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1,000 People Just Died in Iraq – the War is Far From Over

The situation in Iraq is steadily deteriorating. A quick analysis of the country through media outlets reveals an ever-growing number of terror attacks and a rising tally of civilian casualties. Since the American withdrawal two years ago, the violence has been steadily rising, reaching new peaks this year. Six thousand civilians have been killed this year, and 1,000 of these casualties occurred in September alone. Most concerning, "analysts fear the country is lurching towards civil war" amid rising sectarian tensions.

The rise (or, rather, return) of sectarianism in Iraq dates back to 2003. Prior to that date, the largely secular Sunni Ba'ath party, led by Saddam Hussein, had done an effective job of damping sectarian tensions for decades. The American invasion of Iraq, however, quickly altered the dynamics, resulting in a wave of sectarian violence that peaked in 2006 and 2007 and was not stalled until the American troop surge in 2008. Violence continued, but was heavily restricted, until the American withdrawal in 2011. Since then, the violence has been steadily rising, expanding outwards from the capital to affect areas previously unaffected by insurgent activity.

The sectarian violence in Iraq has been exacerbated by the continuing Syrian civil war, and both Sunni and Shia Iraqis have been involved in both sides of the conflict. At the same time, roughly 160,000 Syrian refugees have fled the country to Iraq, placing further strain on the country. Now, a number of different militias and insurgent groups are active in Iraq, working to destabilize the country for their political agendas. It is these militias that are the greatest symptom of trouble in Iraq, as they are a sign that the country is slipping from government control and could descend into civil war.

However, there is more to this conflict than just the rise of sectarian tensions. Sectarianism is a potent, though volatile, political tool to generate support for political purposes. In Iraq's case, the political issues are specifically related to the country's transfer to democracy following decades of rigid control under Saddam Hussein, a member of the Sunni minority. Under democratic elections, the Shia majority easily took over control of the government. Though the constitution was established with the intent to share power between the various populations (and the Kurds have had an autonomous region in Northern Iraq since 1991), the Shia leaders are effectively in control of the government. This fact causes the Sunnis to perceive themselves as both marginalized and, potentially, threatened. They have come to see the elections as rigged and regard the government as self-serving.

The current spate of violence afflicting Iraq began at the start of the year, following a government raid against Sunni Foreign Minister Rafia al-Issawi, which resulted in anti-government protests. Since then, the attacks have grown to be more coordinated, increasing both in frequency and geographic reach. The insurgents are targeting both civilian and government locations, hoping to further sectarian tensions. The government has responded with repressive crackdowns, restricting the movement between Sunni and Shia areas of cities. One such raid of an anti-government camp led to 20 civilian casualties. These actions foster mistrust of the government, carefully protected in Green Zones, and the military, seen as ineffective despite U.S. military training.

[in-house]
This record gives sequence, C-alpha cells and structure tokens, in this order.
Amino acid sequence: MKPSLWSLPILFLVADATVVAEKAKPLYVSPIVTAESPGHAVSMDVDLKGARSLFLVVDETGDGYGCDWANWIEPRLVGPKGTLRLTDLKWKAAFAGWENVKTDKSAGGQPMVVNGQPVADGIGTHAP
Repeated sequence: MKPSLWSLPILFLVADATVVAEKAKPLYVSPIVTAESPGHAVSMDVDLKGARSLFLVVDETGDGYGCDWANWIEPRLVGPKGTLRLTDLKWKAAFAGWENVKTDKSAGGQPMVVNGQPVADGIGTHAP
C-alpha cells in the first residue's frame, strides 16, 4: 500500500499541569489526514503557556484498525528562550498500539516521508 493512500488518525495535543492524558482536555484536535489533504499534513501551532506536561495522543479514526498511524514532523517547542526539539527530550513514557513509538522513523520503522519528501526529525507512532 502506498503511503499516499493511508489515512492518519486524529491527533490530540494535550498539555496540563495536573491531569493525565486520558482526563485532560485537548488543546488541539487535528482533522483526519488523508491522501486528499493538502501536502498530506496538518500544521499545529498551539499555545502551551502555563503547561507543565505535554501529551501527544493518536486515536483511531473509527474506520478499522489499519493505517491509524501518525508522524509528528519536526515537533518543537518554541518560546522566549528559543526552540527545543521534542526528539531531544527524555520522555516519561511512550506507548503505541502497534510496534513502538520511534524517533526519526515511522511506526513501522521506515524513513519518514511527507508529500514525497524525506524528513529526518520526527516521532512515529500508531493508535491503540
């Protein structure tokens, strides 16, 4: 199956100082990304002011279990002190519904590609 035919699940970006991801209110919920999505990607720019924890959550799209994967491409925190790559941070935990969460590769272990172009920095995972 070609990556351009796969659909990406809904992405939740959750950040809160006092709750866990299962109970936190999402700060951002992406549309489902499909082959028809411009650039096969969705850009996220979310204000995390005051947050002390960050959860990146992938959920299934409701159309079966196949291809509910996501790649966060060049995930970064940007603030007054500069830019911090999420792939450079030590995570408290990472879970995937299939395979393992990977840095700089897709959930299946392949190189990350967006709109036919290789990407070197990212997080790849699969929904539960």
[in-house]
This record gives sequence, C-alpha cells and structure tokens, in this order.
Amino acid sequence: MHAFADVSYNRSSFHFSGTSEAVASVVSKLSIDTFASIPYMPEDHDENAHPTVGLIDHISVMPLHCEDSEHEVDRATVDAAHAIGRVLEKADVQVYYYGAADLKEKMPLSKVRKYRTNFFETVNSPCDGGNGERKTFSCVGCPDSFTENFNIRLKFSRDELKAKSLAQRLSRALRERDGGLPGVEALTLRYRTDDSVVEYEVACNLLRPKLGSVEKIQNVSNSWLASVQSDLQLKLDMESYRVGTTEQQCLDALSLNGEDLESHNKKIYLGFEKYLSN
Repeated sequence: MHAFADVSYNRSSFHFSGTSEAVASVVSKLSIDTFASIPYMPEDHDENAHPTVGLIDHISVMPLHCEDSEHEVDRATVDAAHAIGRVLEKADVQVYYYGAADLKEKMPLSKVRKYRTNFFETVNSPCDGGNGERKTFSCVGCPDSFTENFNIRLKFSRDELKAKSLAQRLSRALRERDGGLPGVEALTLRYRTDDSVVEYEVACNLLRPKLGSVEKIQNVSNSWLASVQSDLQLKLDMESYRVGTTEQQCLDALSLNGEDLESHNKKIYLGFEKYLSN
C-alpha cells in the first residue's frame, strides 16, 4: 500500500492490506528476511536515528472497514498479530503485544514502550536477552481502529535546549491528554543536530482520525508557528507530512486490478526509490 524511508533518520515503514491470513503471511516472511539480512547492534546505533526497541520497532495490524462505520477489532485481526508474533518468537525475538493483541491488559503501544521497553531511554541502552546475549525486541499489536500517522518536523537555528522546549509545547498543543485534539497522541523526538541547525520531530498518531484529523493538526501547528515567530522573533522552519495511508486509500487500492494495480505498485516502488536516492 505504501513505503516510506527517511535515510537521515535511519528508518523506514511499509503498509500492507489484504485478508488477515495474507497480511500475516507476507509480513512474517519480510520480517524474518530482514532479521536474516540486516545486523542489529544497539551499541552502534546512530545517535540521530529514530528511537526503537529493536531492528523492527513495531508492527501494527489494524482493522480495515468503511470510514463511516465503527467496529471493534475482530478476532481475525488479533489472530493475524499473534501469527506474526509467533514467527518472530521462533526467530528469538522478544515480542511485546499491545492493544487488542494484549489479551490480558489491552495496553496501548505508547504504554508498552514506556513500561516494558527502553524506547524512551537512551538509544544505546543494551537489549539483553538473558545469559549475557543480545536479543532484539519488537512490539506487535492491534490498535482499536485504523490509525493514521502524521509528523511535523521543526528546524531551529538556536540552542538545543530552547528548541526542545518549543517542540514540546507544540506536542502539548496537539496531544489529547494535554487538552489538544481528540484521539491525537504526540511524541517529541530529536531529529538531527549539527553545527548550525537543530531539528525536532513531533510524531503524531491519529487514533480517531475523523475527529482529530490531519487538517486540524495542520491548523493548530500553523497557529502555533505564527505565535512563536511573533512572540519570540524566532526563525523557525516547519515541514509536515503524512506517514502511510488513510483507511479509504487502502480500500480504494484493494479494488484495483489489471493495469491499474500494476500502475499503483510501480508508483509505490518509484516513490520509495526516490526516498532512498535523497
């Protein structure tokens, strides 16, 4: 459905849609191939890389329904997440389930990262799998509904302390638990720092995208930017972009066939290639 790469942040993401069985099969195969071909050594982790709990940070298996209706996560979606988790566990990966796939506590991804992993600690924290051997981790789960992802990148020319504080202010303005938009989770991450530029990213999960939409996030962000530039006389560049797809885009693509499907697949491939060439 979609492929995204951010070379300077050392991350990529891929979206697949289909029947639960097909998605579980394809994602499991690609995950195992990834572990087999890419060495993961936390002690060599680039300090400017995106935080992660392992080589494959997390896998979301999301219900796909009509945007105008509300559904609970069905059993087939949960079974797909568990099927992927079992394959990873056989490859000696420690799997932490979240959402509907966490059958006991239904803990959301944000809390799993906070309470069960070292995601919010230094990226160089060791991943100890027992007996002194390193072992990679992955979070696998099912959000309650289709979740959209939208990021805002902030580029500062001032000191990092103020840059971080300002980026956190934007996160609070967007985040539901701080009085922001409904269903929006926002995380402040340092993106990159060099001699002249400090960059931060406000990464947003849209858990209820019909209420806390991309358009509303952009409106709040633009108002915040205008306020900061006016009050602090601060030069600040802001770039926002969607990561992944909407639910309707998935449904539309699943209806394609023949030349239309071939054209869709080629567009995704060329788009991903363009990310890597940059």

The sectarian crisis is, therefore, a symptom of the political struggles within Iraq. There is a serious lack of trust between the political parties, and a similar lack of trust between the civilian populations. Together, it is these two factors which could cause the country to fracture into various regions. Rather than sharing power with the Sunnis and Kurds, the Shia leaders are re-centralizing and sharing power within a small circle, which now controls the military, financial, and judicial sectors of the Iraqi government. This centralization is the reason for the tensions seen within the country, as Kurds and Sunnis see no reason to support a government that marginalizes their people and will not address their needs.

Fortunately, there is still time to resolve these tensions before the country collapses into civil war. Tensions are also expected to ease following the 2014 election in Iraq, but this is not a guarantee. The next leader (potentially current incumbent Nouri al-Maliki) needs to be encouraged to relax the government's grip and reconcile with its civilian populations. Iraq's neighbors and other countries with interests in the area can assist in this venture. Turkey and the United States, in particular, have a vested interest in the development of an oil pipeline from Iraq through Turkey, rather than the current line that moves through the Strait of Hormuz, near Iran.

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